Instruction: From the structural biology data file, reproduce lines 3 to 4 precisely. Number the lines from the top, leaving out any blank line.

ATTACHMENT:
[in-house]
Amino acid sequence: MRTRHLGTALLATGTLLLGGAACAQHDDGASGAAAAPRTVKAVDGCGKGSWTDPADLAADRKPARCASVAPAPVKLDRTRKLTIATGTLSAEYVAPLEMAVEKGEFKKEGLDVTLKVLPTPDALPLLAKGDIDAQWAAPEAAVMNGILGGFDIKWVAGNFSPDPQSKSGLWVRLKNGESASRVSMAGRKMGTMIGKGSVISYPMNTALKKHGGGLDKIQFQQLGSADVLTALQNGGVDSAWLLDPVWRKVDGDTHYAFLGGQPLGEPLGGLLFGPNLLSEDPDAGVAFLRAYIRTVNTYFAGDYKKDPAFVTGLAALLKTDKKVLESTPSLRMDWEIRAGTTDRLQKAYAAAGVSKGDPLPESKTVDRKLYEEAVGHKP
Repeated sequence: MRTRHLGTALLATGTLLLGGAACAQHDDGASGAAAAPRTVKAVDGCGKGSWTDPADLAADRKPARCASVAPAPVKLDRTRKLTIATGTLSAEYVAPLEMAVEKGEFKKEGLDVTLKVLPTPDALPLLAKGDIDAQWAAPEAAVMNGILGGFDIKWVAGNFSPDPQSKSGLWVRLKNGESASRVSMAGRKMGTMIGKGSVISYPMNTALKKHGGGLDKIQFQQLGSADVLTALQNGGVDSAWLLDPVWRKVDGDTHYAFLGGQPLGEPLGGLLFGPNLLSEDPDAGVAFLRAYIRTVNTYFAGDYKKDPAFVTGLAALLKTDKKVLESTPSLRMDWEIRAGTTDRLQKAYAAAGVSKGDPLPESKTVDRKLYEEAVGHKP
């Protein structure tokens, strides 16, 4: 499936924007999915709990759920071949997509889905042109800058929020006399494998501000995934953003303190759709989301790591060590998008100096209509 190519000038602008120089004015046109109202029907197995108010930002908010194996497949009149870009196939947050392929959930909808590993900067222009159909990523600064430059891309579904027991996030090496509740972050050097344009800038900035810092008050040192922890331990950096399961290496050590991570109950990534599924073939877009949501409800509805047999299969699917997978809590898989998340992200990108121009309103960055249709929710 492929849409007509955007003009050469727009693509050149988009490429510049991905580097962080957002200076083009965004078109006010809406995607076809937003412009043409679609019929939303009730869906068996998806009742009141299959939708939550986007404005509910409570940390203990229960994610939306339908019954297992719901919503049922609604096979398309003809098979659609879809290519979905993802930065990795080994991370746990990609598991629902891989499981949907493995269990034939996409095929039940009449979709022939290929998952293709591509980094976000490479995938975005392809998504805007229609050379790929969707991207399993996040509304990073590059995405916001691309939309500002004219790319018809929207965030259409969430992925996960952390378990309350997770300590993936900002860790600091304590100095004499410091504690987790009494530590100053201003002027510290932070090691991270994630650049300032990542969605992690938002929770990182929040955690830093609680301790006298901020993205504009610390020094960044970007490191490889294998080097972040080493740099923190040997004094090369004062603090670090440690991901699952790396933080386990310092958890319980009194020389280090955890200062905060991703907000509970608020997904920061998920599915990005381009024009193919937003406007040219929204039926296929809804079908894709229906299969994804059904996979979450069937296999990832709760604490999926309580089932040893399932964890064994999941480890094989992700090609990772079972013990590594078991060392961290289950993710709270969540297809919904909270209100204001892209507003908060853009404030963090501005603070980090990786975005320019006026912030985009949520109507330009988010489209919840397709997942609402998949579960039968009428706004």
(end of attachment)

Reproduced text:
Repeated sequence: MRTRHLGTALLATGTLLLGGAACAQHDDGASGAAAAPRTVKAVDGCGKGSWTDPADLAADRKPARCASVAPAPVKLDRTRKLTIATGTLSAEYVAPLEMAVEKGEFKKEGLDVTLKVLPTPDALPLLAKGDIDAQWAAPEAAVMNGILGGFDIKWVAGNFSPDPQSKSGLWVRLKNGESASRVSMAGRKMGTMIGKGSVISYPMNTALKKHGGGLDKIQFQQLGSADVLTALQNGGVDSAWLLDPVWRKVDGDTHYAFLGGQPLGEPLGGLLFGPNLLSEDPDAGVAFLRAYIRTVNTYFAGDYKKDPAFVTGLAALLKTDKKVLESTPSLRMDWEIRAGTTDRLQKAYAAAGVSKGDPLPESKTVDRKLYEEAVGHKP
């Protein structure tokens, strides 16, 4: 499936924007999915709990759920071949997509889905042109800058929020006399494998501000995934953003303190759709989301790591060590998008100096209509 190519000038602008120089004015046109109202029907197995108010930002908010194996497949009149870009196939947050392929959930909808590993900067222009159909990523600064430059891309579904027991996030090496509740972050050097344009800038900035810092008050040192922890331990950096399961290496050590991570109950990534599924073939877009949501409800509805047999299969699917997978809590898989998340992200990108121009309103960055249709929710 492929849409007509955007003009050469727009693509050149988009490429510049991905580097962080957002200076083009965004078109006010809406995607076809937003412009043409679609019929939303009730869906068996998806009742009141299959939708939550986007404005509910409570940390203990229960994610939306339908019954297992719901919503049922609604096979398309003809098979659609879809290519979905993802930065990795080994991370746990990609598991629902891989499981949907493995269990034939996409095929039940009449979709022939290929998952293709591509980094976000490479995938975005392809998504805007229609050379790929969707991207399993996040509304990073590059995405916001691309939309500002004219790319018809929207965030259409969430992925996960952390378990309350997770300590993936900002860790600091304590100095004499410091504690987790009494530590100053201003002027510290932070090691991270994630650049300032990542969605992690938002929770990182929040955690830093609680301790006298901020993205504009610390020094960044970007490191490889294998080097972040080493740099923190040997004094090369004062603090670090440690991901699952790396933080386990310092958890319980009194020389280090955890200062905060991703907000509970608020997904920061998920599915990005381009024009193919937003406007040219929204039926296929809804079908894709229906299969994804059904996979979450069937296999990832709760604490999926309580089932040893399932964890064994999941480890094989992700090609990772079972013990590594078991060392961290289950993710709270969540297809919904909270209100204001892209507003908060853009404030963090501005603070980090990786975005320019006026912030985009949520109507330009988010489209919840397709997942609402998949579960039968009428706004």